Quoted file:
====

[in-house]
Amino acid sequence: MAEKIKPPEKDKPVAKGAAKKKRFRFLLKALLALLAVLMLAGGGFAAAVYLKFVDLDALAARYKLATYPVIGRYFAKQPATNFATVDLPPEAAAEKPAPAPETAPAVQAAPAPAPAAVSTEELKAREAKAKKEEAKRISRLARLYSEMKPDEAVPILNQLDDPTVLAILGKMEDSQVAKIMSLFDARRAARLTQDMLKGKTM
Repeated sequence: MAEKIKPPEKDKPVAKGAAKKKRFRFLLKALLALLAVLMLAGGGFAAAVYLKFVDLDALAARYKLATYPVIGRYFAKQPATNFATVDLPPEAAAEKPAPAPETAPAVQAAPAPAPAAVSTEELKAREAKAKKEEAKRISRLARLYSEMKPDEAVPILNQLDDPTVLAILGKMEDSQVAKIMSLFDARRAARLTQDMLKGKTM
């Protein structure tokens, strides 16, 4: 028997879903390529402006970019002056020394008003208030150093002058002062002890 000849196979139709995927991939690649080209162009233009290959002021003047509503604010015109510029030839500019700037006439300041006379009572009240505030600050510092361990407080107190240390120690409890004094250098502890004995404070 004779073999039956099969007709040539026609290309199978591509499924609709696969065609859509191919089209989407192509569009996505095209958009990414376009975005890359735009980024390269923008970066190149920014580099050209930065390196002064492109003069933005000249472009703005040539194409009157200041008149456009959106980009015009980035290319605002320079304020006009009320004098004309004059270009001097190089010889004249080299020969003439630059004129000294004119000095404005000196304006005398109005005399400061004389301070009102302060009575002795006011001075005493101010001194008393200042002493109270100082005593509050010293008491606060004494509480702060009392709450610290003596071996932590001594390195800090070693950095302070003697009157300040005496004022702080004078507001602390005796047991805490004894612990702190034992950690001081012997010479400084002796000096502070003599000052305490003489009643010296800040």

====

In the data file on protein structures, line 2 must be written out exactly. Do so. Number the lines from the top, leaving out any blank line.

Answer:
Amino acid sequence: MAEKIKPPEKDKPVAKGAAKKKRFRFLLKALLALLAVLMLAGGGFAAAVYLKFVDLDALAARYKLATYPVIGRYFAKQPATNFATVDLPPEAAAEKPAPAPETAPAVQAAPAPAPAAVSTEELKAREAKAKKEEAKRISRLARLYSEMKPDEAVPILNQLDDPTVLAILGKMEDSQVAKIMSLFDARRAARLTQDMLKGKTM